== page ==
Trish

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                  #9
                  Whatever decision you make, we're with you.
                  Roses are red. Tacos are enjoyable. Don't blame immigrants, because you're unemployable.

                  T-11 Flaccid Paraplegic due to TM July 1985 @ age 12

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                    #10
                    I usually hesitate to wade into these discussions when it involves such a high level of injury so I'll simply state that I trust you will get some good advice here ..... there is much to think about and hopefully those who understand better your situation can help you come up with some viable options to consider !

                    As Lynnifer said ... were with you !! Peace and I wish you all the best!

                    Obieone
                    ~ Be the change you wish to see in the world ~ Mahatma Gandi


                    " calling all Angels ...... calling all Angels ....walk me through this one .. don't leave me alone .... calling all Angels .... calling all Angels .... we're tryin' and we're hopin' cause we're not sure how ....... this .... goes ..."
                    Jane Siberry

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                      #11
                      Originally posted by Acarson
                      I will try to make this short. Medicaid will not pay for in-home assistance and, I do not qualify for an assisted living facility because of the assets owned by my wife. However, if my doctor fills out a form stating that I am completely dependent, I will qualify for a nursing home no matter what my circumstances are, that is, the value of the assets that are owned by my wife.
                      so your wife's assets have more value than your well-being?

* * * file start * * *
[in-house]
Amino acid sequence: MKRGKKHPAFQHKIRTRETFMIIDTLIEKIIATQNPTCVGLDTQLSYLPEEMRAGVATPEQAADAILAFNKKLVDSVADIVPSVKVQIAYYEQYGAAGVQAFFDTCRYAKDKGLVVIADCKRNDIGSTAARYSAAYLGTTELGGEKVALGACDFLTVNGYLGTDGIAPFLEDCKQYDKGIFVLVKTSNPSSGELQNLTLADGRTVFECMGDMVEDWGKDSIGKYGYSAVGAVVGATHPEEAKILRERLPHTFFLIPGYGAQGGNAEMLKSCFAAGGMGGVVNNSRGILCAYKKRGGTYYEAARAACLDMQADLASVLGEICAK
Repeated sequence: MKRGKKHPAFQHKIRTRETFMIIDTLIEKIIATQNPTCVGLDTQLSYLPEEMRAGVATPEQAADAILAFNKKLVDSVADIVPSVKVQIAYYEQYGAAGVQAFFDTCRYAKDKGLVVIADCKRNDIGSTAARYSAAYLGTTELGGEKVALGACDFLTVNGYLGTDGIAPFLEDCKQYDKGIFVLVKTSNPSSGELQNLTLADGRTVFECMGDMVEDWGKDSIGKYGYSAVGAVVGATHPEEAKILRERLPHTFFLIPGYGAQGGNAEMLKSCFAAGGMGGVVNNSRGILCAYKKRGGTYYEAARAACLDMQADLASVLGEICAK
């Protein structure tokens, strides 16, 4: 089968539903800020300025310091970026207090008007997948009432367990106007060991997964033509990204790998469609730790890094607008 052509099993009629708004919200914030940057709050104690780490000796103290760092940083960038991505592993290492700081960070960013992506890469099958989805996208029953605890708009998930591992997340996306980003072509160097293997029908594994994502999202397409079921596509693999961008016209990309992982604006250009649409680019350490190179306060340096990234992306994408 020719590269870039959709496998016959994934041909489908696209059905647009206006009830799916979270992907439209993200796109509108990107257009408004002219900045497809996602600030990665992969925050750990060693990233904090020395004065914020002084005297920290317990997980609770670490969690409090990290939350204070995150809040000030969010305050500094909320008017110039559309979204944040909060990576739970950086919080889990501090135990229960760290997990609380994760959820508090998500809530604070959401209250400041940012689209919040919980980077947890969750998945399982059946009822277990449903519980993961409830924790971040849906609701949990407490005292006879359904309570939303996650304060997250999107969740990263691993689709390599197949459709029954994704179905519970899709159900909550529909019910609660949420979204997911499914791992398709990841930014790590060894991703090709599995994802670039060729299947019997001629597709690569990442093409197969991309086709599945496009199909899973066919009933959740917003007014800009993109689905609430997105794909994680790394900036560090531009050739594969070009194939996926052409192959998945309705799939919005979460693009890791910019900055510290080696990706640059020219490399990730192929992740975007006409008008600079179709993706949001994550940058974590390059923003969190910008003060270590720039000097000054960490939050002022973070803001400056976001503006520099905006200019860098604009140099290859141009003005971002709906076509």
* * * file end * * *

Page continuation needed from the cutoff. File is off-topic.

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                        #12
                        Yes Scott-apparently the answer is yes. If you are Rich enough to pay for your own care all is good. If you are poor enough-your entire net worth is less than $3000-Medicaid will step in and pay for everything you need. Anything in between too bad, so sad.

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                          #13
                          Thanks, Scott.

                          Weigh the urge to be noble against the need for self-preservation. Can some of those assets be sold to cover some part-time PCA?

                          Are you working? Is she? Are you divorcing? Why does she need a house if you are off to the nursing home anyway? Can you trade down to an apartment and spend the lawn-care budget on nursing care?

                          I assume that you went to law school to guarantee yourself some quality-of-life and financial independence. I don't see you getting a payoff and I don't understand why...

                          Something you posted today about needing a glass of water is still niggling at me. In that case, why do you give a rat's behind about her assets?

                          I'd live in a trailer if it kept my husband out of the nursing home, gladly. The priorities aren't jibing to me.
                          Blog:
                          Does This Wheelchair Make My Ass Look Fat?